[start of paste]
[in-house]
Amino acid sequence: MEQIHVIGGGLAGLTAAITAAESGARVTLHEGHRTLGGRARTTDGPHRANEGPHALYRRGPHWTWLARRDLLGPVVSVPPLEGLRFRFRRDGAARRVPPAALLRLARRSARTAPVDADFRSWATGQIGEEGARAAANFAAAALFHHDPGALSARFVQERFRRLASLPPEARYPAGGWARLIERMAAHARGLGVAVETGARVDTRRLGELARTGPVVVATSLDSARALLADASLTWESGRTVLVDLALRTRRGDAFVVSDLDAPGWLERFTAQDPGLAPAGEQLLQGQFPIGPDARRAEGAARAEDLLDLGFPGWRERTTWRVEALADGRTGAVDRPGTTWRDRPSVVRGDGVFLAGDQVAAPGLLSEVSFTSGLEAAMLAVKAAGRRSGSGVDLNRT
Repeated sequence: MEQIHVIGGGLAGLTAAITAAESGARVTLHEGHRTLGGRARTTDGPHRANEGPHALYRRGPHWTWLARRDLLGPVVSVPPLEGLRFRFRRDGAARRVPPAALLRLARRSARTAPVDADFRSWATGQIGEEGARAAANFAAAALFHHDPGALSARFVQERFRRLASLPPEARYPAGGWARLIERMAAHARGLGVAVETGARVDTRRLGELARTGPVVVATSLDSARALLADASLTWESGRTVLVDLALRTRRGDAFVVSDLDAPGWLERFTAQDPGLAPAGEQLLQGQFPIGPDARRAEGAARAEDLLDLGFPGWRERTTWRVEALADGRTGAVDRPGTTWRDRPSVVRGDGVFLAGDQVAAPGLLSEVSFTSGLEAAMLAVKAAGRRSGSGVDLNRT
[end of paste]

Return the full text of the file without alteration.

[in-house]
Amino acid sequence: MEQIHVIGGGLAGLTAAITAAESGARVTLHEGHRTLGGRARTTDGPHRANEGPHALYRRGPHWTWLARRDLLGPVVSVPPLEGLRFRFRRDGAARRVPPAALLRLARRSARTAPVDADFRSWATGQIGEEGARAAANFAAAALFHHDPGALSARFVQERFRRLASLPPEARYPAGGWARLIERMAAHARGLGVAVETGARVDTRRLGELARTGPVVVATSLDSARALLADASLTWESGRTVLVDLALRTRRGDAFVVSDLDAPGWLERFTAQDPGLAPAGEQLLQGQFPIGPDARRAEGAARAEDLLDLGFPGWRERTTWRVEALADGRTGAVDRPGTTWRDRPSVVRGDGVFLAGDQVAAPGLLSEVSFTSGLEAAMLAVKAAGRRSGSGVDLNRT
Repeated sequence: MEQIHVIGGGLAGLTAAITAAESGARVTLHEGHRTLGGRARTTDGPHRANEGPHALYRRGPHWTWLARRDLLGPVVSVPPLEGLRFRFRRDGAARRVPPAALLRLARRSARTAPVDADFRSWATGQIGEEGARAAANFAAAALFHHDPGALSARFVQERFRRLASLPPEARYPAGGWARLIERMAAHARGLGVAVETGARVDTRRLGELARTGPVVVATSLDSARALLADASLTWESGRTVLVDLALRTRRGDAFVVSDLDAPGWLERFTAQDPGLAPAGEQLLQGQFPIGPDARRAEGAARAEDLLDLGFPGWRERTTWRVEALADGRTGAVDRPGTTWRDRPSVVRGDGVFLAGDQVAAPGLLSEVSFTSGLEAAMLAVKAAGRRSGSGVDLNRT